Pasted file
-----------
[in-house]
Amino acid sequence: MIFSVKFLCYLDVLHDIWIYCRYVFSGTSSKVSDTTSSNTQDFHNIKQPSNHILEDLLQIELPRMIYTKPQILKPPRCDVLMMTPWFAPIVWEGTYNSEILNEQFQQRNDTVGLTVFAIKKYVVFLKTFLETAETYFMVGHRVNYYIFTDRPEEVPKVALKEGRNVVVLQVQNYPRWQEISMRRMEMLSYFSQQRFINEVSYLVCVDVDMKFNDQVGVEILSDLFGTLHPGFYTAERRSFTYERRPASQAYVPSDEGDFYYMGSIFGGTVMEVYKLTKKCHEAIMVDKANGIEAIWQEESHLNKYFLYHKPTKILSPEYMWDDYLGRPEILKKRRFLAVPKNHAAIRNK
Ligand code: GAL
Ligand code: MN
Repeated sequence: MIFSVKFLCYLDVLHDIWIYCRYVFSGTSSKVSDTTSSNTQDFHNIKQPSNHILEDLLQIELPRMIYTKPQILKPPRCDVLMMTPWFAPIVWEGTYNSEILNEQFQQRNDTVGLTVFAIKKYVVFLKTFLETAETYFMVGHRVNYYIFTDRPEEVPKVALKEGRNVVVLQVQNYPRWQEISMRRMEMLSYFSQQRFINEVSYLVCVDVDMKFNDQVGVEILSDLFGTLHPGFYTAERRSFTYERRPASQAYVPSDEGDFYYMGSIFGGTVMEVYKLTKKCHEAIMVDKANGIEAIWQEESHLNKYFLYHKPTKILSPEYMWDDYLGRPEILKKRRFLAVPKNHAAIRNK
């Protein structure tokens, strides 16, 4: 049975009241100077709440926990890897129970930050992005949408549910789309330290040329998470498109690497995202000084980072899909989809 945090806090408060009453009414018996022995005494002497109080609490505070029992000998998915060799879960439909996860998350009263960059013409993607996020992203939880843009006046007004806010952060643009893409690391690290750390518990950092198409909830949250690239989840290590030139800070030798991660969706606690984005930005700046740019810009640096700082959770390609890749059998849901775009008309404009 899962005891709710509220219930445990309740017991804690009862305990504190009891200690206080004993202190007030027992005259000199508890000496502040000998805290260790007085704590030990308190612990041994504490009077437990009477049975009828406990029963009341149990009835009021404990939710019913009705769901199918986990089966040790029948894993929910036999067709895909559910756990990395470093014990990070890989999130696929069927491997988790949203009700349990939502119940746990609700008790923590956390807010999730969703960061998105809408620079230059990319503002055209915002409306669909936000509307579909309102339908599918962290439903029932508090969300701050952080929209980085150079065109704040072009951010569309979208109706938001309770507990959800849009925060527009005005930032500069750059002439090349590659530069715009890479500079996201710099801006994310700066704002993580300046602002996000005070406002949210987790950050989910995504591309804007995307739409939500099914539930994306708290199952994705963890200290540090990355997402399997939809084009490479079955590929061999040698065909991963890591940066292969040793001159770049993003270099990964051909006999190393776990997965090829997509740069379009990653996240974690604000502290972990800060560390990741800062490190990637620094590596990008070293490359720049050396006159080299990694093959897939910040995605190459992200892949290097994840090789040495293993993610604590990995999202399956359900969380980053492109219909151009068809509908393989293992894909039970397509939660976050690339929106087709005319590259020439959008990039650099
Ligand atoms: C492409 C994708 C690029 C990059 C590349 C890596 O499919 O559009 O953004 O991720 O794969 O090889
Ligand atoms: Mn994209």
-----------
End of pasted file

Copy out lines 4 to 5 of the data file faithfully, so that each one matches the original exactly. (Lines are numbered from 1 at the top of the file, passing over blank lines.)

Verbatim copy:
Ligand code: MN
Repeated sequence: MIFSVKFLCYLDVLHDIWIYCRYVFSGTSSKVSDTTSSNTQDFHNIKQPSNHILEDLLQIELPRMIYTKPQILKPPRCDVLMMTPWFAPIVWEGTYNSEILNEQFQQRNDTVGLTVFAIKKYVVFLKTFLETAETYFMVGHRVNYYIFTDRPEEVPKVALKEGRNVVVLQVQNYPRWQEISMRRMEMLSYFSQQRFINEVSYLVCVDVDMKFNDQVGVEILSDLFGTLHPGFYTAERRSFTYERRPASQAYVPSDEGDFYYMGSIFGGTVMEVYKLTKKCHEAIMVDKANGIEAIWQEESHLNKYFLYHKPTKILSPEYMWDDYLGRPEILKKRRFLAVPKNHAAIRNK